Penal Law § 125.27(1)(a)(xi) requires proof of two additional killings as elements of first degree murder. Therefore, “a defendant cannot be deemed to have committed murder in the first degree until after he or she commits the third killing” (People v. Shulman, 172 Misc.2d 535, 658 N.Y.S.2d 794 [County Ct. Suffolk Co.1997] ). The defendant did not allegedly commit first degree murder until November 2, 1996, when Juan Rodriguez-Matos' death occurred, which was well after the date the statute became effective. The homicides of Joangel Toro and Jovanny Diaz, which occurred on August 6, 1995, were antecedent events that constitute aggravating factors or elements necessary to prove first degree murder. These homicides have not been given a different legal effect by this statute. Their legal effect is that they constitute charges for second degree murder reflected in Counts 1 and 2 of the Indictment, which is clearly the legal effect these acts possessed prior to the effective date of PL § 125.27(1)(a)(xi). The fact that these acts can be used as elements or antecedent events that occurred within 24 months prior to another intentional murder to prove first degree murder does not significantly alter their legal effect. The People are not seeking to enhance the defendant's possible punishment if convicted for the deaths of Joangel Toro and Jovanny Diaz because the People have charged the defendant with second degree murder for each victim. Therefore, if the defendant is convicted, he would only be subject to the punishment requisite to those charges.
This case is analogous to People v. Weinberg, 83 N.Y.2d 262, 609 N.Y.S.2d 155, 631 N.E.2d 97, supra and its application is appropriate. In that case, the defendant was charged with “three misdemeanor counts of failure to file a tax return ․ and one class E felony count of repeated failure to file a tax return” under Tax Law § 1802. Id. at 265, 609 N.Y.S.2d 155, 631 N.E.2d 97. The defendant claimed that the Legislature did not intend for Tax Law § 1802 to be “applied retroactively to a repeated failure to file returns which occurred in part prior to the effective date of the statute.” Id. The Court of Appeals rejected the defendant's argument and held that the statute was “not being retroactively applied ․ in any true sense of the term” since the statute applied to future transactions which were “related to or founded upon antecedent events.” Id. Furthermore, the Court determined that the defendant did not actually commit the § 1802 offense until he “failed to file his 1985 tax return by April 15, 1996, having then failed to file his returns for three consecutive years.” Id. at 266, 609 N.Y.S.2d 155, 631 N.E.2d 97.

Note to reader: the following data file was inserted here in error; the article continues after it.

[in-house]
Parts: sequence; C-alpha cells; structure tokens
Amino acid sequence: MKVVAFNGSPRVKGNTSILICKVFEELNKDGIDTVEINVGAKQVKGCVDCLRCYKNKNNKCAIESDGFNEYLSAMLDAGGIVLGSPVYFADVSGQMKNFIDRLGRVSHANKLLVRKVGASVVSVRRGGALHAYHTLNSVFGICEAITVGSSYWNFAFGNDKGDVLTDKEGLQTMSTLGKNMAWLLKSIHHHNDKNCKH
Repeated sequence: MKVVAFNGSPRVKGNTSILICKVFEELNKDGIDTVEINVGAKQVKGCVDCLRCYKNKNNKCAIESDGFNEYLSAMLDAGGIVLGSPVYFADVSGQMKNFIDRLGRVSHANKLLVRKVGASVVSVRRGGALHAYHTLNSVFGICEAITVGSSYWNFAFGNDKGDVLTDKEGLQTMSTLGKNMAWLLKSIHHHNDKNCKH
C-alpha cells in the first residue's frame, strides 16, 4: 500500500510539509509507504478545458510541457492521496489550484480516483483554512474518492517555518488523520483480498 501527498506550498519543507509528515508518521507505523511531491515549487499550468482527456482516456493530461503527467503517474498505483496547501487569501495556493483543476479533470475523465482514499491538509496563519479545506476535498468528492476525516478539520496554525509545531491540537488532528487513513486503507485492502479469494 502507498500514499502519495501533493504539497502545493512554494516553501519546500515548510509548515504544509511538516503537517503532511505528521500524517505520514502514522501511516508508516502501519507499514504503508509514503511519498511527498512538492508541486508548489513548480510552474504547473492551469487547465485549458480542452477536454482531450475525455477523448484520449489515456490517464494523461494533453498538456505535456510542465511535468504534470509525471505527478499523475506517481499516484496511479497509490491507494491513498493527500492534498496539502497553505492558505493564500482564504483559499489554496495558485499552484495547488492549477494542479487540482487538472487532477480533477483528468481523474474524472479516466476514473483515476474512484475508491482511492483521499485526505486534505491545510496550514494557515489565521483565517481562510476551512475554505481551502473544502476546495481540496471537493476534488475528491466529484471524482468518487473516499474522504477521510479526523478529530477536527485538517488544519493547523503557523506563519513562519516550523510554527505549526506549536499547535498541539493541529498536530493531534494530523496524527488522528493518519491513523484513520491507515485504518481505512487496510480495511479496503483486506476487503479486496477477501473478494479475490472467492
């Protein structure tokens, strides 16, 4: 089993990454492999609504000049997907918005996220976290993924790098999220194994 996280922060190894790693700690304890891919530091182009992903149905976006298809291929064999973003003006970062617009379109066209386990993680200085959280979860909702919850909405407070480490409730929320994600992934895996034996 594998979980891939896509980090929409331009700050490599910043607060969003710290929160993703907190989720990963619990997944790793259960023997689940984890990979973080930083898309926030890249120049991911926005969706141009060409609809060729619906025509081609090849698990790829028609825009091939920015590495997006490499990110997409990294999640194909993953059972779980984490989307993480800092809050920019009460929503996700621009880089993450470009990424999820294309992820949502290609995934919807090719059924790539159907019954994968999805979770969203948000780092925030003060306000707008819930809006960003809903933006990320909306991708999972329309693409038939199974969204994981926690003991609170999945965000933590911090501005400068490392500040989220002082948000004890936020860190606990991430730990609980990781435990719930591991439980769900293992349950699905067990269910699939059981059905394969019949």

In the case at bar, Penal Law § 125.27(1)(a)(xi) applies to future transactions because the statute is clear that in order for the defendant to be charged with first degree murder, a third death, at a minimum, must occur after two or more deaths have occurred. Therefore, the future transaction would be the third death. The two or more earlier deaths that must occur are antecedent events which are elements of the first degree murder charge. The defendant can only be charged with first degree murder for this third death. Therefore, the defendant did not allegedly violate Penal Law § 125.27(1)(a)(xi) until the third death (Juan Rodriguez-Matos) occurred on November 2, 1996.
Accordingly, that portion of the defendant's motion seeking dismissal of Counts 11 and 12 of the Indictment on retroactivity grounds is denied.
IV. EX POST FACTO
The defendant seeks dismissal of Counts 11 and 12 of the Indictment on the grounds that these charges violate Article I, § 10 of the United States Constitution, which prohibits states from enacting ex post facto laws.
Count 11 of the Indictment charges the defendant with intentionally causing the deaths of Juan Rodriguez-Matos, Peter Holley, and Joangel Toro under Penal Law § 125.27(1)(a)(xi). Count 12 of the Indictment is almost identical to Count 11, except it charges the defendant with the death of Jovanny Diaz instead of Joangel Toro under Penal Law § 125.27(1)(a)(xi).
The defendant argues that because Counts 11 and 12 of the Indictment contemplate past acts by including prestatute crimes as elements of the offense, the prosecution is seeking to inflict a greater punishment upon the defendant than was permitted by law at the time those crimes were allegedly committed, thereby violating the ex post facto clause of the United States Constitution.